Microsoft to sack management in wake of tablet PC, mobile failures

Windows Mobile struggling against iPhone, Android competition

Microsoft is not satisfied with its progress in the market for mobile phones and other consumer devices, and is on the verge of a management shakeup that will include the departure of chief technology officer J Allard, the Wall Street Journal reported Monday. 

Microsoft recently canceled its Courier tablet project, and is facing increased competition from Apple and Google, which have struck gold with mobile devices such as the iPhone and iPad, and Android phones. 

“Major organizational changes” in Microsoft’s Entertainment & Devices Division could therefore occur as early as this week, the Journal reported. Chief technology officer J Allard is likely to leave, as has been reported by ZDNet’s Mary-Jo Foley

The Entertainment & Devices division includes the Xbox 360 video game system, which has suffered various technical problems that have frustrated gamers who expect their consoles to work properly, as well as the Windows Mobile team.

It is on the mobile front where Microsoft may be most worried. Microsoft’s long-term preeminence in the IT world is based in large part on the success of Windows. But while Microsoft controls the desktop, it has not achieved anywhere near the same success with Windows Mobile.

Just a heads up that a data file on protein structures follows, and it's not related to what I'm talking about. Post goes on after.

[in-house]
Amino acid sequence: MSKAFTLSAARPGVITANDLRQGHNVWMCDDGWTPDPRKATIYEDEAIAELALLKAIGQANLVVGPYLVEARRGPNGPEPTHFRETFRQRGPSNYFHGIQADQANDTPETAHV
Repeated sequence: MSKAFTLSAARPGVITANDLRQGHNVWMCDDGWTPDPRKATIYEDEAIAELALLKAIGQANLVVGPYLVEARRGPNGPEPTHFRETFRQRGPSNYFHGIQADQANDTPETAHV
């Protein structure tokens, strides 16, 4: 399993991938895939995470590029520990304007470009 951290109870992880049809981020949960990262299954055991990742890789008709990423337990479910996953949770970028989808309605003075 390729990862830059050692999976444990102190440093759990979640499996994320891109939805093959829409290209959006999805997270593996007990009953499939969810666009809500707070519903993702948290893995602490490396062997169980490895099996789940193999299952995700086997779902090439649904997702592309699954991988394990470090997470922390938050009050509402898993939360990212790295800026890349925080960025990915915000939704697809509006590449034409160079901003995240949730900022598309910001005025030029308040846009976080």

Mobile phones and tablet devices are starting to rival desktops and laptops as Web surfing devices, so Microsoft needs a viable mobile operating system to remain in charge of the personal computing world. But BlackBerries are the most commonly used business smartphones, and the iPhone and Android are conquering the consumer market.

“During the first quarter, new shipments of handsets based on Microsoft's mobile software fell to 6.8% of the worldwide market from 10.2% during the same period the prior year,” the Journal reported, citing research from the analyst firm Gartner. “Google's Android operating system jumped to 9.6% from 1.6% during those same periods, while Apple's iPhone rose to 15.4% from 10.5%."

Microsoft is on the verge of overhauling its mobile operating system with Windows Phone 7. It’s unclear how the expected management shakeup will affect development of this software, which Network World reporter John Cox describes as a “radically revamped mobile OS,” in a new article that provides the latest details about the project. 

The iPhone and Android certainly have greater market momentum than Windows Mobile, and with the BlackBerry’s dominance of the corporate world it’s not clear if a simple management shakeup will be sufficient for Microsoft to make a comeback in this increasingly vital market. 

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